A foundation is a necessary structure in construction that supports and transfers the weight of a building to the earth. A shallow foundation is near the earth’s surface, while deep foundations are placed at greater depths in the earth. You must understand several differences between shallow and deep foundations to determine which is best for your construction project.

Foundation Depth and Feasibility

When looking at the depth of the two foundations, shallow structures are less than six feet beneath the earth’s surface, and deep structures need to go beyond ten feet below the earth to be considered a deep foundation. Typically, the shallower a foundation is, the easier it will be to construct, and the deeper it is, the more complex it will become.

Foundation Mechanisms of Load Transfer and the Type of Auger Tooling Used

The mechanisms of load transfer relate to how the foundation supports the weight of the structure built on top of it. For shallow foundations, the primary load transfers by end bearing. Deep foundations use the same mechanism with added skin friction to support the weight of their structures.

End bearing is when the structure’s weight is distributed from the topsoil to a stronger rock or dense sand/gravel. You will need foundation drilling tools to reach the correct depth for deeper foundations. Skin friction is when there is friction between the piles you place in the ground for support and the soil surrounding it.

As for the type of augers you would use to drill foundations, the tool needs to be 50–70 inches tall for shallow foundations. Deeper foundations are slightly different and require a CFA string that is 10–30 feet tall and pinned by couplers to make one continuous flight auger that reaches the correct depth in the earth.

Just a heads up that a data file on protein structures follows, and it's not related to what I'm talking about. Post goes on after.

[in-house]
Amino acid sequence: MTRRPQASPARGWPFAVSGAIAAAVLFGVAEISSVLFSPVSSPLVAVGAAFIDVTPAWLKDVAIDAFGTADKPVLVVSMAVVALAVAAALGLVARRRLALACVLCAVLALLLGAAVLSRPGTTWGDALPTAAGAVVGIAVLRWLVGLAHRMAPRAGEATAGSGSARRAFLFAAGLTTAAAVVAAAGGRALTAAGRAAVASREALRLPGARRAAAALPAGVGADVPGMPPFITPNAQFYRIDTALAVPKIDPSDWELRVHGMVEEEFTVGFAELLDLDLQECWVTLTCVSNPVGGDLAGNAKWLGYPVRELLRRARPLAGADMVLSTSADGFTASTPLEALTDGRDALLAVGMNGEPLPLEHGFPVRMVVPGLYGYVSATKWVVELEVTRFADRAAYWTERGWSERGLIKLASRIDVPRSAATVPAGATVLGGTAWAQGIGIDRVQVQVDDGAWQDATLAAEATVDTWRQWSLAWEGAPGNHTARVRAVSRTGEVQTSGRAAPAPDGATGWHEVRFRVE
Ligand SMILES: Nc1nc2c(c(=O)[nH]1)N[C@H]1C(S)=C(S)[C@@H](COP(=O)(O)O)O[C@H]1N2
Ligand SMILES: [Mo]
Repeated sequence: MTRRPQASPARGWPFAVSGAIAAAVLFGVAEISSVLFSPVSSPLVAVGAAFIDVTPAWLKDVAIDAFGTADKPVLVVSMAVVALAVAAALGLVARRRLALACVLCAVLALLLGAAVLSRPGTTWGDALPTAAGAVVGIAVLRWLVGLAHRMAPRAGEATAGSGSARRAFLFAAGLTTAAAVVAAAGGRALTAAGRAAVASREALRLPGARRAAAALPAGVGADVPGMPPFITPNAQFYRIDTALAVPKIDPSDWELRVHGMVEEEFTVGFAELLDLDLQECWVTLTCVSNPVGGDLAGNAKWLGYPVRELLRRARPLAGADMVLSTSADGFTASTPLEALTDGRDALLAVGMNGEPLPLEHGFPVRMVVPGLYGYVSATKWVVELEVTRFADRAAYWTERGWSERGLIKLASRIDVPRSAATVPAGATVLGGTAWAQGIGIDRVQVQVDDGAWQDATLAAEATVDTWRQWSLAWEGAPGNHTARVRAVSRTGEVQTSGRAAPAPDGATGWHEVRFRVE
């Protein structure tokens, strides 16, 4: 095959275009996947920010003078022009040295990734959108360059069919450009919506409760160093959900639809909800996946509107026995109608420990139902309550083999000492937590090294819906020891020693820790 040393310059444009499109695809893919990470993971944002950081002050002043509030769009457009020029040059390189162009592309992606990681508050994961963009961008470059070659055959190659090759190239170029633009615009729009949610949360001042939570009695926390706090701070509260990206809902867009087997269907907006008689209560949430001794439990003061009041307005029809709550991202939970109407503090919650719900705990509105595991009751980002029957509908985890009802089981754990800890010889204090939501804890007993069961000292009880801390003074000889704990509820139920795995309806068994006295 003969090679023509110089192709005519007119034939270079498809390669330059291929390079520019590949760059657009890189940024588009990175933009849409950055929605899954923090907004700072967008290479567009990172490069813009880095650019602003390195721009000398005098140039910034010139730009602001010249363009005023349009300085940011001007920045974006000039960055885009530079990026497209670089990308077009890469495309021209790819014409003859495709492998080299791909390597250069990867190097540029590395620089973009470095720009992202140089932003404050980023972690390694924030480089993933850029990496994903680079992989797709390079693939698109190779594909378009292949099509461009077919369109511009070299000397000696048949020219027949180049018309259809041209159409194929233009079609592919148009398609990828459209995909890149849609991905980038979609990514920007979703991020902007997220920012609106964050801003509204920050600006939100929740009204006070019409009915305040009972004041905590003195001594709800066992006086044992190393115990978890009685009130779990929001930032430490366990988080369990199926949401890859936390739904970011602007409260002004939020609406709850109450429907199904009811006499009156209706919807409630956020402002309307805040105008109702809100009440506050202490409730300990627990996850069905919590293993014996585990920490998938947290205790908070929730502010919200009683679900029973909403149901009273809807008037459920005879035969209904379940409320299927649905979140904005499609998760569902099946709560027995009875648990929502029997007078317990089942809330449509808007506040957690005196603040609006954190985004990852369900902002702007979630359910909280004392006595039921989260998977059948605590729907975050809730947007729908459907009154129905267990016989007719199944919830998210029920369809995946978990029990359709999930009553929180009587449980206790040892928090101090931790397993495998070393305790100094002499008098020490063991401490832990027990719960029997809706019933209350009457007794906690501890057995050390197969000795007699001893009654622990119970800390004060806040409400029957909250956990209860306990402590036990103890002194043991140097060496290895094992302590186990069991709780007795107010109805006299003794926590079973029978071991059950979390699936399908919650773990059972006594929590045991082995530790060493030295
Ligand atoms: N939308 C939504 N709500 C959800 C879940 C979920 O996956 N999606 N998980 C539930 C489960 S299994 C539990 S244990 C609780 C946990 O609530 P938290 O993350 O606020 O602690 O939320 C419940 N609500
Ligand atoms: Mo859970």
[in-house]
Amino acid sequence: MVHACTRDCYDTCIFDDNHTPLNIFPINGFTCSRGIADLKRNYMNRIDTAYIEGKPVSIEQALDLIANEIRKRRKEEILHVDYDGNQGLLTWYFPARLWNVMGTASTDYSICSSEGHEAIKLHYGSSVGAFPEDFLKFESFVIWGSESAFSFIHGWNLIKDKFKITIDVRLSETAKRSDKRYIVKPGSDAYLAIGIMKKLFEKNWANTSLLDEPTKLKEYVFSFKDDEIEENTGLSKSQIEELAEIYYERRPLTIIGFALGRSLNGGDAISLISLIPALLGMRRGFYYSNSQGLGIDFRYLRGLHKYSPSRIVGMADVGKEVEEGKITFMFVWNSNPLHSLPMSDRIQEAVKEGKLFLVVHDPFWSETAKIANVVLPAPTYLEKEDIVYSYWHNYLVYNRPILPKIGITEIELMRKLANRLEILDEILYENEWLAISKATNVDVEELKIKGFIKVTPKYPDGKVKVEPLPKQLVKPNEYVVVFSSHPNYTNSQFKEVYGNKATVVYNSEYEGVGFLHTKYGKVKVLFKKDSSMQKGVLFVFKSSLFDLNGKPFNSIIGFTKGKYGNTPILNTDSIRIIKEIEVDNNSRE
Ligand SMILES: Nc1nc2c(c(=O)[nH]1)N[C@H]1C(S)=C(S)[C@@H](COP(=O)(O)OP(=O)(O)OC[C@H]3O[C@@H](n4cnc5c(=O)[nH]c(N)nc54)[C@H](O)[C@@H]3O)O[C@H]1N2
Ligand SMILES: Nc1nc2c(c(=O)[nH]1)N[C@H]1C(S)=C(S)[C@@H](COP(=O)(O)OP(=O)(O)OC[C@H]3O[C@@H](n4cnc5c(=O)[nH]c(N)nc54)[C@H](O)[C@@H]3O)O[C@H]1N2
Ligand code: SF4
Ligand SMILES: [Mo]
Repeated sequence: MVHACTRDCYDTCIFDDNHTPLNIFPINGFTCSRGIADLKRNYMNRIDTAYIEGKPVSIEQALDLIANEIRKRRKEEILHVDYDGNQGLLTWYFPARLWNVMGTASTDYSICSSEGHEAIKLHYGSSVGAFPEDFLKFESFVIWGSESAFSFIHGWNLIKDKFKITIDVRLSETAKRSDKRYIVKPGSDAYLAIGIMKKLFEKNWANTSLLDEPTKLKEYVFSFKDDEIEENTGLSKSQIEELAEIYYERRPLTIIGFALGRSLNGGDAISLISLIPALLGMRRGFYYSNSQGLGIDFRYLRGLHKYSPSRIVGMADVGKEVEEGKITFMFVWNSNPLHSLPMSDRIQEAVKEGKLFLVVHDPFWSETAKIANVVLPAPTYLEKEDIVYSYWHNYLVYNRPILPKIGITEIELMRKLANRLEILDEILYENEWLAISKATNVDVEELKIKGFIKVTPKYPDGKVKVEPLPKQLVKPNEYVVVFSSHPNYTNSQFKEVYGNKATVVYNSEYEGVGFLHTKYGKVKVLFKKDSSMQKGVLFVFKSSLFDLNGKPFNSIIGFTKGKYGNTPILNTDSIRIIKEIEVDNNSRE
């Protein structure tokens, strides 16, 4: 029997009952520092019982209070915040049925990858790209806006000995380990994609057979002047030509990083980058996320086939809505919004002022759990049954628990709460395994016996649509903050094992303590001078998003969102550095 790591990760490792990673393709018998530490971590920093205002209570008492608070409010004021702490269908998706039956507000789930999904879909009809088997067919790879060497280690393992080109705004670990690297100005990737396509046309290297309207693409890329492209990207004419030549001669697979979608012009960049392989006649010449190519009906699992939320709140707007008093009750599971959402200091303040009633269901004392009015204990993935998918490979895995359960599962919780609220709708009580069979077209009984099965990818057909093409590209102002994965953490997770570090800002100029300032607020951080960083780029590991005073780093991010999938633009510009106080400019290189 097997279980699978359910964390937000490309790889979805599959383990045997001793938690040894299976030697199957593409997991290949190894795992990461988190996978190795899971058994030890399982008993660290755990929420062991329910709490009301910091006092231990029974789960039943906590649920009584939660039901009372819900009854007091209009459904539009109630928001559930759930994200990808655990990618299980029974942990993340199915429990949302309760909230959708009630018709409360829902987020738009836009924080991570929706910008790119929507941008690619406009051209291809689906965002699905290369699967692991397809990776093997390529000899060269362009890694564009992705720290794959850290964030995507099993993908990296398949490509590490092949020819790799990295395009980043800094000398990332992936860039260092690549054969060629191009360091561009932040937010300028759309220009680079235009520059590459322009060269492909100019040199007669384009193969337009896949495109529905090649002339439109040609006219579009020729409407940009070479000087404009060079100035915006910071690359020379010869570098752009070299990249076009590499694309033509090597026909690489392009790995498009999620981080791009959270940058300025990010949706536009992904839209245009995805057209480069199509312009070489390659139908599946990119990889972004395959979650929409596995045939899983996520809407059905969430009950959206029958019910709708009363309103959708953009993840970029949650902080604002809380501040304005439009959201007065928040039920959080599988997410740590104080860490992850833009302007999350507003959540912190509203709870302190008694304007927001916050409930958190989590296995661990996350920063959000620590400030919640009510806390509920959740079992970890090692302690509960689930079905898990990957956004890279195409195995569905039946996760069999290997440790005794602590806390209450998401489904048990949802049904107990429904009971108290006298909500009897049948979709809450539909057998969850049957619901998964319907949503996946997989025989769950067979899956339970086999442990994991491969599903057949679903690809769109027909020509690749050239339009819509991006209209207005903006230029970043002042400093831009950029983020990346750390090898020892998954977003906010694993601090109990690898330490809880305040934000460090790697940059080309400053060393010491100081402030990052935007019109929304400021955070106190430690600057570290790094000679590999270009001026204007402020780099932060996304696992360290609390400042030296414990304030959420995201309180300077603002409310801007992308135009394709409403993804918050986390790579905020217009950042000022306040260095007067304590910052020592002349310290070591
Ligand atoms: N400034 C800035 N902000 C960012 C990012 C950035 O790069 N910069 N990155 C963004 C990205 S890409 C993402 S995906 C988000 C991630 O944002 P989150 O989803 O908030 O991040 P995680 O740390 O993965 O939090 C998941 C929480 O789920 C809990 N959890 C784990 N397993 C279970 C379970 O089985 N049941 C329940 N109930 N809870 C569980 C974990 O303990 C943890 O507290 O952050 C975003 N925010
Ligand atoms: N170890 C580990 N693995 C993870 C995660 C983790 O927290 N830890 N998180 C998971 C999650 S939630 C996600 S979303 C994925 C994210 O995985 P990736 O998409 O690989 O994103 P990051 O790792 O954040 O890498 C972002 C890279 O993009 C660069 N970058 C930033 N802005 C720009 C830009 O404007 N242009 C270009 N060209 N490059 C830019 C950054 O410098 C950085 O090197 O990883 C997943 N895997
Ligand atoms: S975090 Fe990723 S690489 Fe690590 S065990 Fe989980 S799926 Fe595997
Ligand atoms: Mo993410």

Advantages of Each Foundation

Shallow foundations support smaller structures because they require fewer construction materials and less labor to build. This also means it’s more affordable to build this type of foundation.

Deeper foundations have the advantage when shallow structures are not possible. Deep structures provide lateral support and resist uplift from the pressure of the ground, wind, or water. The deeper the foundation, the larger the load they can carry, which can prove highly beneficial.

Disadvantages of Each Foundation

Shallow foundations cannot support lateral loads; they can settle and are usually only stable enough for lightweight buildings.

Deeper foundations require more labor to build due to the complexity of the construction process. Therefore, it’s time-consuming to build this type of foundation, and they’re not very flexible regarding the pressure you place on the underlying soil.

There are clearly various differences between shallow and deep foundations, and each option has its own benefits regarding the type of structures it can support. If you’re building a taller structure, a deeper foundation can provide more stability and support than a shallow foundation. Keep the configurations of each structure in mind to better determine which is suitable for your construction project.